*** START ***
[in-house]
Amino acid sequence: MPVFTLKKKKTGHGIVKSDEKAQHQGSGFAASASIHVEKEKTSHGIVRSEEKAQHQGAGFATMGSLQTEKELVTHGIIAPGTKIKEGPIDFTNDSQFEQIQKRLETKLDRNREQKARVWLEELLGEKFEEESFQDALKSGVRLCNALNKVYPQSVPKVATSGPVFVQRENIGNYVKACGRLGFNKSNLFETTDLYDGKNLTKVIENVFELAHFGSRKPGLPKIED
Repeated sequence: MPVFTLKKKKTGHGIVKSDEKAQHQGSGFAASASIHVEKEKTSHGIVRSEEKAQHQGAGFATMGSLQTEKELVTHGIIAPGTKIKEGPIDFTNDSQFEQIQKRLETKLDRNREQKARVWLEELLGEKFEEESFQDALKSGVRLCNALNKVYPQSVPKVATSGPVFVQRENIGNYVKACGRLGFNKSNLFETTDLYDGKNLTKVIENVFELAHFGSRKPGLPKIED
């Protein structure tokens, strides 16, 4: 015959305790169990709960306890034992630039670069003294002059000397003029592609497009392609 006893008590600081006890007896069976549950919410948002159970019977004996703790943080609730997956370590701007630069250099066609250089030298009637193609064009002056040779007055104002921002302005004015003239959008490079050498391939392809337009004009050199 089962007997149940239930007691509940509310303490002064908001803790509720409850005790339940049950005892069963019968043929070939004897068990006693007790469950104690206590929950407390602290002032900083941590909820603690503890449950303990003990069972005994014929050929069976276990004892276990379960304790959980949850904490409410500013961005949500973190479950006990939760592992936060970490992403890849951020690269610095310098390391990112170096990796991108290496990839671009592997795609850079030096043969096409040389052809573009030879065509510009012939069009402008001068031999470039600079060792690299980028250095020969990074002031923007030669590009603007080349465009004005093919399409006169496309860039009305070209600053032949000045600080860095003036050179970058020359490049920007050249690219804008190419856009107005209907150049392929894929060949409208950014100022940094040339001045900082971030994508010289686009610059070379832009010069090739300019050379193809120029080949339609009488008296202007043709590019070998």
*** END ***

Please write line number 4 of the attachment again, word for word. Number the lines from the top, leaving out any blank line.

């Protein structure tokens, strides 16, 4: 015959305790169990709960306890034992630039670069003294002059000397003029592609497009392609 006893008590600081006890007896069976549950919410948002159970019977004996703790943080609730997956370590701007630069250099066609250089030298009637193609064009002056040779007055104002921002302005004015003239959008490079050498391939392809337009004009050199 089962007997149940239930007691509940509310303490002064908001803790509720409850005790339940049950005892069963019968043929070939004897068990006693007790469950104690206590929950407390602290002032900083941590909820603690503890449950303990003990069972005994014929050929069976276990004892276990379960304790959980949850904490409410500013961005949500973190479950006990939760592992936060970490992403890849951020690269610095310098390391990112170096990796991108290496990839671009592997795609850079030096043969096409040389052809573009030879065509510009012939069009402008001068031999470039600079060792690299980028250095020969990074002031923007030669590009603007080349465009004005093919399409006169496309860039009305070209600053032949000045600080860095003036050179970058020359490049920007050249690219804008190419856009107005209907150049392929894929060949409208950014100022940094040339001045900082971030994508010289686009610059070379832009010069090739300019050379193809120029080949339609009488008296202007043709590019070998």